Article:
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The Telephone Call

Posted by editor on April 17, 2007 at 7:00 AM PDT


Catching up with phoneME

I discovered the other day that the RSS based system I use to get updates from the various communities doesn't pick up everything from the mobile & embedded community page. I see a lot of that from other channels, notably the weblogs, but some things have been slipping through the cracks, so let's try to catch up with today's daily blog.

Most significantly,
Sun has posted an Early Access release of version 2.5.1 of the Sun Java Wireless Toolkit . As noted by Richard Gregor in his blog, the big news in this release is support for Linux. Of course, 2.5.1 also fixes a number of bugs, and contains Nokia's Scalable Network Application Package (SNAP) Mobile API and the SNAP Mobile Sample Application for development of networked, community-enabled multiplayer games.

And if you want to develop for more-capable phones, have a look at the phoneME Advanced project, which just released phoneME Advanced MR2 b14 last week, with implementations of CDC, Foundation Profile, and Personal Basis Profile. Given Sun's acquisition of the SavaJe intellectual property, it's worth wondering whether we'll see a new focus on more powerful mobile devices, leaving behind the "L" (for "limited") in CLDC in favor of CDC.

Anyone care to shake off their iPhone envy with a kick-ass Java phone? This could get interesting.


Also in Java Today,

the open-jbi-components project has graduated
fom the incubator to a Java Enterprise project. The overall goal of Project Open JBI Components is to foster community-based development of JBI components that conform to the Java Business Integration specification (JSR-208). You can join this project as a JBI component developer or as part of an existing JBI component development team.

Sun has posted an initial response to last week's open letter from Apache, in which Harmony project VP Geir Magnusson Jr complained about difficulties obtaining from Sun an acceptable TCK license for Harmony's open-source JDK. Sun's response indicates the company will need time to consider the issues raised by the letter, says that its GPLv2 Open Source Java efforts include TCK's, that Sun's current priority is making the Java platform accessible to the Linux community as soon as possible, and that with Java's many stakeholders, it will not be possible to please or accommodate everyone.


Back to the topic of phoneME, today's Forums, has a clarification of supported platforms for phoneME Advanced, in the thread Re: Current development release of phoneME Advnaced MR2 b14 now available. cjplummer writes: "Official MR2 releases only include Linux/ARM a Linux/x86, since these are the only platforms we are testing. However, other ports are usually kept working and can be found on the phoneme subversion trunk, which is where MR2 is derived from. Last I checked, both the win32/x86 and Linux/PowerPC ports were working, but keep in mind that neither of these curently support the JSR Optional Packages, JUMP, or MIDP on CDC."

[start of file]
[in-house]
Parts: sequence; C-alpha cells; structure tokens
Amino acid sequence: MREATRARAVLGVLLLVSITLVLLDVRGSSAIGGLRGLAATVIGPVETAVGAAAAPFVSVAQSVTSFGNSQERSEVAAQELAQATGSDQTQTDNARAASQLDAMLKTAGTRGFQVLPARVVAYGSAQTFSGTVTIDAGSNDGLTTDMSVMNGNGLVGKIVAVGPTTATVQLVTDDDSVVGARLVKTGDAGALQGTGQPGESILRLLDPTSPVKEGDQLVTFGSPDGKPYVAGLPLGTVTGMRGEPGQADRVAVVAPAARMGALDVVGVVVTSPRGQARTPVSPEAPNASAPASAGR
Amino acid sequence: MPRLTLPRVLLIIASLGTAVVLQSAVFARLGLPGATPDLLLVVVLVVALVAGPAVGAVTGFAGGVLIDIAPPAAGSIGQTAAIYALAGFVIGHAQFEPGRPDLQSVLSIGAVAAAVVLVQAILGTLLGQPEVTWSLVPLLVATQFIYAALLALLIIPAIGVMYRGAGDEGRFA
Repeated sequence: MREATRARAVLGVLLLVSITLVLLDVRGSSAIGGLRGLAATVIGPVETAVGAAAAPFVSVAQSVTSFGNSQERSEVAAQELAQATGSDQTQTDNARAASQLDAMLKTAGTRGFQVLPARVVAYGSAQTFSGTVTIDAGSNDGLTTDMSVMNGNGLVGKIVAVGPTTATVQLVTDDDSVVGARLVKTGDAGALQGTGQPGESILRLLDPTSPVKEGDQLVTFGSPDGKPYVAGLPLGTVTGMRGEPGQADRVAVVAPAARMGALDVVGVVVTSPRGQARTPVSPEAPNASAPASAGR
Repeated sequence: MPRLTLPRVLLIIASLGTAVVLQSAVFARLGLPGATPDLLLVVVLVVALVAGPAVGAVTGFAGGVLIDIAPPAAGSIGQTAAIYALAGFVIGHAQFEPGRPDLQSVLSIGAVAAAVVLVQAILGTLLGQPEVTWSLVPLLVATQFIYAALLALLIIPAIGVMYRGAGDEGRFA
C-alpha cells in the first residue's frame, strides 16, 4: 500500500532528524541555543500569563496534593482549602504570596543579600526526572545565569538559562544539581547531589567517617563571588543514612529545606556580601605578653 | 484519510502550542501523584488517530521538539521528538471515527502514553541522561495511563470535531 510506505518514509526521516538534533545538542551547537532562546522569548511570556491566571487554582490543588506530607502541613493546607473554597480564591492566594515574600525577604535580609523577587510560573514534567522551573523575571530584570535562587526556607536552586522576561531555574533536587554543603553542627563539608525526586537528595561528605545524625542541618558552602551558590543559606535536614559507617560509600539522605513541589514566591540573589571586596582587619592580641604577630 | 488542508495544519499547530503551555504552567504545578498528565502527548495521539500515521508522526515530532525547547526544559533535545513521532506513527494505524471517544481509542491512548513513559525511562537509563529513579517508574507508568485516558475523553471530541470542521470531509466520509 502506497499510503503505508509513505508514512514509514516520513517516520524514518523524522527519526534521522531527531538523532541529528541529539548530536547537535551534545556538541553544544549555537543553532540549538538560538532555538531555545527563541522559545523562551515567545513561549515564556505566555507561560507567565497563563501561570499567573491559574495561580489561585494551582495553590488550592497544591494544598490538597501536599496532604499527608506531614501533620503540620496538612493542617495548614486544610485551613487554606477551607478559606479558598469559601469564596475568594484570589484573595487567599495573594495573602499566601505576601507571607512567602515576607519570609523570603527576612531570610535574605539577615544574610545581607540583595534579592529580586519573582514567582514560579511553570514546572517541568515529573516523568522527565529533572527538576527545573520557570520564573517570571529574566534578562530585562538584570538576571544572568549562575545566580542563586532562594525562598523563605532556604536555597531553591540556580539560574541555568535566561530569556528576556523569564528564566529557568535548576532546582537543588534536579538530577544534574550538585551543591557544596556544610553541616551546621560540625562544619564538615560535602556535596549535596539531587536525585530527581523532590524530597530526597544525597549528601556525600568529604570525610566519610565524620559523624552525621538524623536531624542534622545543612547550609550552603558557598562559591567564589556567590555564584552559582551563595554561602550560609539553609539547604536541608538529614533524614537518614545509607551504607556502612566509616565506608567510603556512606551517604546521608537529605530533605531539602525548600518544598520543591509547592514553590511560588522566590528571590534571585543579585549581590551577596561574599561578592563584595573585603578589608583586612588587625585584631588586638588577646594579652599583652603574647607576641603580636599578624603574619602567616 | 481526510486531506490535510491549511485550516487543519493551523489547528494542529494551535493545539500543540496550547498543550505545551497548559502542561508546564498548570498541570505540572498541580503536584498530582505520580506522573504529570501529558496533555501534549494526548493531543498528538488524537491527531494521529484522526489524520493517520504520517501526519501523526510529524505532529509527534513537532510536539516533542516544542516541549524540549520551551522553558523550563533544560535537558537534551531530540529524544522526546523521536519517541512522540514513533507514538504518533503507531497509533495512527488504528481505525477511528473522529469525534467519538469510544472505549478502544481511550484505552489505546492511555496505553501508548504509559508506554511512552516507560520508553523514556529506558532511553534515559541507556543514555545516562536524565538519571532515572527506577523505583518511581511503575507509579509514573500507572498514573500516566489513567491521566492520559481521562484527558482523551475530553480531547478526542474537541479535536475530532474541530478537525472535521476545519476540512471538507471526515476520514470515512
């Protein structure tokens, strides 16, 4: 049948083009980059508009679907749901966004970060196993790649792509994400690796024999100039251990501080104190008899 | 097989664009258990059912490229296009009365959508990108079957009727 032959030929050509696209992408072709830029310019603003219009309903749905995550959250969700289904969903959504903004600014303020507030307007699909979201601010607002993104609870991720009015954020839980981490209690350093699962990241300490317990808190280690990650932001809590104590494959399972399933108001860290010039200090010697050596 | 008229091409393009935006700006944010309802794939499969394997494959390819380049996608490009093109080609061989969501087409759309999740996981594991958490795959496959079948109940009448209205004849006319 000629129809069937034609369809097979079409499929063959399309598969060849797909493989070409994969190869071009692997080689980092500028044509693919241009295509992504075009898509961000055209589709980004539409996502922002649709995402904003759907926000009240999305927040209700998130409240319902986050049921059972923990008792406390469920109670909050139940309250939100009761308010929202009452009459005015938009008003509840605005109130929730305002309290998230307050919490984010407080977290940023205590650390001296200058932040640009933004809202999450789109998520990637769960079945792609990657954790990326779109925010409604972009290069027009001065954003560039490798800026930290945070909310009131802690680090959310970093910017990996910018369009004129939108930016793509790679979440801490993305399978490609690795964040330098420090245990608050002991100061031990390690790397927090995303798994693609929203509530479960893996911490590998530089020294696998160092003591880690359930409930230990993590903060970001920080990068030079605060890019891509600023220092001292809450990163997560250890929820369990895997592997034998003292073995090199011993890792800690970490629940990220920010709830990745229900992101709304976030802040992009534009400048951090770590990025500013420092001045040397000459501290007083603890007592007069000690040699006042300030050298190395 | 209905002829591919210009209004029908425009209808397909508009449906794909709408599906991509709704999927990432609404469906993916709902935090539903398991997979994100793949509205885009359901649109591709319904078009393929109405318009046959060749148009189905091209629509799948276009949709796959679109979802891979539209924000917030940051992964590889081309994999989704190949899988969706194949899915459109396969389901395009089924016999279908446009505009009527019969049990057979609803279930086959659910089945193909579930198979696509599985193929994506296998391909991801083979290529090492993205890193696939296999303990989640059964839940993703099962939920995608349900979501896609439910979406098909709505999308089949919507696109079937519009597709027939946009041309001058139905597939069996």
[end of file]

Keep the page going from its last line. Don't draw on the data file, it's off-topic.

kschaefe announces a new SwingX component in
JXSlideoutBar. "I have created a JXSlideoutBar. This is designed to be a toolbar that creates popup panels when you rollover labels. This type of feature is often seen in docking frameworks, is used in Google Desktop, etc. I could not find any such component, so I built one. This is an early raw stage (please be ginger with it). Currently, placing it in the WEST of a BorderLayout is the only sure way to make it work. I thought this might be of interest to others and was hoping for some feedback, so please let me know what you think."

Finally, jada describes the Java 3D strategy for Windows in
Re: DirectX. "The driving force for Java 3D 1.5.1, currently in development, is to address Windows Vista support. Java 3D will fall back to D3D on Windows if OpenGL 1.2 or better is unavailable. We understand there is still a gap between D3D and OGL pipes, we have tentative plan to close this gap going forward. We will talk more in the coming Java 3D BOF at JavaOne."


In today's Weblogs, James Gosling talks about the keynote competition and on-site amusements in
Contests@JavaOne.
"Just in case you think you're going to be bored at JavaOne, we seem to be awash in contests."

Cay Horstmann asks
What's so Taxing about Return?
"Some responses to my blog on Neil Gafter's closures talk showed concern with the handling of the return statement in BGGA closures. Since I am done with my tax return, I am blogging about the intricacies of the return statement inside closures."

Finally, in
Brazil's FISL day 2 and 3: When IBM isn't showing up, unleashes the Grizzly Comet!, Jean-Francois Arcand continues his conference coverage with a few surprises.
"My Brazilian adventures continue... On Friday, IBM didn't show up for their Web 2.0 talk and guess who was asked to replace them?"


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Catching up with phoneME